Gross postmortem examination revealed a colonic stricture located 7.5 cm aboral to the ileocecocolic junction with marked narrowing of the colonic lumen (< 0.5 cm in diameter; Figure 1). At the level of the stricture, the colonic wall was circumferentially expanded by a focal, irregular, firm, mottled tan-white to pale-pink, ill-defined mass (Figure 1). The associated colonic mucosa had an ulcer measuring 0.4 cm in diameter with omental adherence to the serosa. The proximal colon, cecum, and distal small intestines were markedly distended by abundant malodorous digesta mixed with mucus. The colonic and ileocecal lymph nodes were moderately enlarged. The hepatic parenchyma was diffusely pale brown and had 2 firm, random, pale-tan nodules measuring 3 and 5 cm in diameter.

Figure 1
Figure 1

Postmortem photograph of the colonic mass from a 14-year-old female spayed domestic shorthair cat with hyporexia, hyperbilirubinemia, neutrophilia, and anemia. A—Colonic stricture (arrowhead) located 7.5 cm aboral to the ileocecocolic junction with marked distension of the proximal colon, cecum, and distal small intestines. B—At the level of the stricture, the colonic wall is replaced by an irregular, firm, tan-white to pale-pink, ill-defined mass (arrowhead).

Citation: Journal of the American Veterinary Medical Association 261, 1; 10.2460/javma.22.03.0110

Histopathologic Findings

Histologic examination of the colonic mass revealed an ulcerated, nonencapsulated, infiltrative, poorly demarcated epithelial neoplasm arranged in irregular tubules and acini supported by robust scirrhous stroma (Figure 2). Neoplastic cells were cuboidal to columnar with distinct cell borders and had a moderate amount of eosinophilic cytoplasm, ovoid nuclei with coarsely stippled chromatin, and up to 2 prominent nucleoli. Anisocytosis and anisokaryosis were moderate; 42 mitotic figures were observed in 10 hpf (2.37 mm2). The exposed submucosa was necrotic and infiltrated by moderate numbers of neutrophils, large numbers of mixed bacteria, and fibrin exudate. The colonic lymph node and the hepatic and pancreatic parenchymas were multifocally replaced by a neoplastic population with similar morphological features as described in the colon (Figure 2).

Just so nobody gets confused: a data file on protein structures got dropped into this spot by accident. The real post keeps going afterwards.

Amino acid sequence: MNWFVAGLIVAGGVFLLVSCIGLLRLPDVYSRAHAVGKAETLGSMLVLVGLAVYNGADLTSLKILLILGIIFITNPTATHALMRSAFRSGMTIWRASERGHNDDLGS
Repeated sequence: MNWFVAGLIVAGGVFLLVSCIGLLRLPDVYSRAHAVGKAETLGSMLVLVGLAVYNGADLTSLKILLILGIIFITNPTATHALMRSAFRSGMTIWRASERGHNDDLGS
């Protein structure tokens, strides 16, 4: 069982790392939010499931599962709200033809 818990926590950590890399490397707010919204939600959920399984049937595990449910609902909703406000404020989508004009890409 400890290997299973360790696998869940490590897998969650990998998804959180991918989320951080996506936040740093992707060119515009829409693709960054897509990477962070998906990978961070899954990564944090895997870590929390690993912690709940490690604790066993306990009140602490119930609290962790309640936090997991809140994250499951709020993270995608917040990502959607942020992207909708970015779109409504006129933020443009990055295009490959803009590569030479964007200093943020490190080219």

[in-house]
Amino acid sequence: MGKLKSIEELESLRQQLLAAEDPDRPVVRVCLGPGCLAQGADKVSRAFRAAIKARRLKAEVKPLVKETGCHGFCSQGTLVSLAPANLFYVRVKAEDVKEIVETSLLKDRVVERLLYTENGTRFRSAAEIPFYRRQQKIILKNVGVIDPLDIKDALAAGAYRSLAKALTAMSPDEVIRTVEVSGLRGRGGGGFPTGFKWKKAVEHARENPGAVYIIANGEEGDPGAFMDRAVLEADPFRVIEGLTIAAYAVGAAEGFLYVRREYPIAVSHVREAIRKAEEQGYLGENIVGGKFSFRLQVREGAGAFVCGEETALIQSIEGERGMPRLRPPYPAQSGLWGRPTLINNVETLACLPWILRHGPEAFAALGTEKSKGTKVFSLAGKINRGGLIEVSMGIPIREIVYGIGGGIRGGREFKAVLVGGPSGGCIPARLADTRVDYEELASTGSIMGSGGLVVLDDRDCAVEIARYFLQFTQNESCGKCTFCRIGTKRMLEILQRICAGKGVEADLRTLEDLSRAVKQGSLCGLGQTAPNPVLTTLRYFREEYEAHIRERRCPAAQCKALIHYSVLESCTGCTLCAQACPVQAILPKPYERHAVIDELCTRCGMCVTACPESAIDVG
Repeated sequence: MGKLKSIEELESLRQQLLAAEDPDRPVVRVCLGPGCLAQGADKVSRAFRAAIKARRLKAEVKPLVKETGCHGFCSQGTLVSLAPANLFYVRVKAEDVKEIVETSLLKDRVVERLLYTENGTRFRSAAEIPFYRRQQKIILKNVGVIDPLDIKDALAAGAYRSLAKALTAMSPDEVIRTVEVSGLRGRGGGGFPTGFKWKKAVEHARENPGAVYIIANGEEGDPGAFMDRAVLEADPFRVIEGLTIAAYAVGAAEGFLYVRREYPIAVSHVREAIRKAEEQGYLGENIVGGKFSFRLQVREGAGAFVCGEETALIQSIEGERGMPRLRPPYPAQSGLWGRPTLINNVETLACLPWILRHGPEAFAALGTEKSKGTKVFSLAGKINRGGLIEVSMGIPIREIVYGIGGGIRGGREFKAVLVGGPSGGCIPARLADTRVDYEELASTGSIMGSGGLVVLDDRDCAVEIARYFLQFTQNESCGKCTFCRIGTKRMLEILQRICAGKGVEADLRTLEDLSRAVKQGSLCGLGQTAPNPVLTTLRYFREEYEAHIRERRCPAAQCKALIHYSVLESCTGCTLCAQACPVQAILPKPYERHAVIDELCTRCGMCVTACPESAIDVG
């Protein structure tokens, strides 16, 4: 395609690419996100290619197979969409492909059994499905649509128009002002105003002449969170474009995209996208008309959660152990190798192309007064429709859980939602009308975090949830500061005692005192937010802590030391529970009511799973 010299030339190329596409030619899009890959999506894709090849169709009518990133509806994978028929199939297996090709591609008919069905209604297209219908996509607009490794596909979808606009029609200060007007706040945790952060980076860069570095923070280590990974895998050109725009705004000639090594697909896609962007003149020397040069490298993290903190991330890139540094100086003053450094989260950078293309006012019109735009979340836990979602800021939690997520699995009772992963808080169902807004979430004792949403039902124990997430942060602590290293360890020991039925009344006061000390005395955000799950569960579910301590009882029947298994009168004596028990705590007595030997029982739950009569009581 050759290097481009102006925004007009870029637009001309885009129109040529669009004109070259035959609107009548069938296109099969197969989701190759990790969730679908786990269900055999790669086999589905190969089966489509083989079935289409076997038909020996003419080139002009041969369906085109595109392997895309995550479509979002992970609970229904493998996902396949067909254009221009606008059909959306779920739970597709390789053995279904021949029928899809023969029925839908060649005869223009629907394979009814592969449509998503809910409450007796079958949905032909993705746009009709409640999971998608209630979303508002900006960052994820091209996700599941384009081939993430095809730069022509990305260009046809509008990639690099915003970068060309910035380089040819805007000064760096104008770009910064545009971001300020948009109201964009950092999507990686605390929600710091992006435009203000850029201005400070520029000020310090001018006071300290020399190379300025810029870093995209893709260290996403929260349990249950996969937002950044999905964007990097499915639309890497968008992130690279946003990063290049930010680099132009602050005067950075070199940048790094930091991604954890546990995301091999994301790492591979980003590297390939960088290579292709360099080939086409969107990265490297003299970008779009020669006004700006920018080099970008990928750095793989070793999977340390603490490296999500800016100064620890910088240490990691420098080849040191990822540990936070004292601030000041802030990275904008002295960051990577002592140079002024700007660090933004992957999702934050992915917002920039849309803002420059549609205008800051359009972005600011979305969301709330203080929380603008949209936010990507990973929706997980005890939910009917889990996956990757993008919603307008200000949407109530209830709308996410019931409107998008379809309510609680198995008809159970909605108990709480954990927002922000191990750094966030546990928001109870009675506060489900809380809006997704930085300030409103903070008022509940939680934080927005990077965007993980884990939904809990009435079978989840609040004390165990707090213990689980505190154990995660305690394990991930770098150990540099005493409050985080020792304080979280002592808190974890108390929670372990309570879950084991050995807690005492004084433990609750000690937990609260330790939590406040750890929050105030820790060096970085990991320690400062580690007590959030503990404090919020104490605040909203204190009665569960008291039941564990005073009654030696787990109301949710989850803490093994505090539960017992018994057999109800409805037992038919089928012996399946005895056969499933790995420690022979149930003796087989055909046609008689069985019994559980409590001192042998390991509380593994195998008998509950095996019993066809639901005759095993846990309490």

Figure 2
Figure 2

A—Photomicrograph of a section of the colon. Extensive ulceration of colonic mucosa (asterisk) with transmural invasion by a nonencapsulated, epithelial neoplasm. H&E stain; bar = 500 μm. Neoplastic cells form tubules and acini, invading the submucosa, and are supported by robust scirrhous stroma (inset). H&E stain; bar = 100 μm. B—Photomicrograph of a section of the liver. The subcapsular hepatic parenchyma is replaced and expanded by an infiltrative, epithelial neoplasm with similar morphological features as those described in the colon. H&E stain; bar = 500 μm.